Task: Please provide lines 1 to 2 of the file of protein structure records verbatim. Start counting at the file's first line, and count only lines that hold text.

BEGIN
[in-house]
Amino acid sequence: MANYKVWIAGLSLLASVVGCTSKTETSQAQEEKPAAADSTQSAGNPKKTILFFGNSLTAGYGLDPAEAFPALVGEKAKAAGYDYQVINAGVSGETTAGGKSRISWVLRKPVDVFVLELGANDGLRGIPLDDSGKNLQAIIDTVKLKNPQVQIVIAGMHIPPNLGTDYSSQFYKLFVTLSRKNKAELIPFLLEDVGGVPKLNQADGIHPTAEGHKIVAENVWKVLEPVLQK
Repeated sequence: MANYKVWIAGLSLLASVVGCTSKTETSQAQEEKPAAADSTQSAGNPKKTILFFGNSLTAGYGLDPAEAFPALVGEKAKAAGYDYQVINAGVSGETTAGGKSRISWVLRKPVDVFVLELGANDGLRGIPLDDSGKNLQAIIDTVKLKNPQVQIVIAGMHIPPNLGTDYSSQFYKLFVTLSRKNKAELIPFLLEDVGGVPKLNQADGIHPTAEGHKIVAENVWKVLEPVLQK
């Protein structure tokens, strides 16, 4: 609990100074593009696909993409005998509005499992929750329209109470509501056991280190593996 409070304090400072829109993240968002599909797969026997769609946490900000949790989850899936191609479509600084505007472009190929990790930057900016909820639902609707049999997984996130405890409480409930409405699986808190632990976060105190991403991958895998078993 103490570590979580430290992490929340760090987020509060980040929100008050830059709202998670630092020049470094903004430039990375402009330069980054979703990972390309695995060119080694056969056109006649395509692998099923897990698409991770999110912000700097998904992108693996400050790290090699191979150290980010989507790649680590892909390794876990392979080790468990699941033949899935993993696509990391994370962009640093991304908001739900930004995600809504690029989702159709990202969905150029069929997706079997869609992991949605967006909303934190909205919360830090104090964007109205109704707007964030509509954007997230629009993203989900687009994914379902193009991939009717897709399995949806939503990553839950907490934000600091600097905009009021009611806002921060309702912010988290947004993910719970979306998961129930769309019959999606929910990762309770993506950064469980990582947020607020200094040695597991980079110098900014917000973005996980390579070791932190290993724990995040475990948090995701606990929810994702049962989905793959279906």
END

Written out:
[in-house]
Amino acid sequence: MANYKVWIAGLSLLASVVGCTSKTETSQAQEEKPAAADSTQSAGNPKKTILFFGNSLTAGYGLDPAEAFPALVGEKAKAAGYDYQVINAGVSGETTAGGKSRISWVLRKPVDVFVLELGANDGLRGIPLDDSGKNLQAIIDTVKLKNPQVQIVIAGMHIPPNLGTDYSSQFYKLFVTLSRKNKAELIPFLLEDVGGVPKLNQADGIHPTAEGHKIVAENVWKVLEPVLQK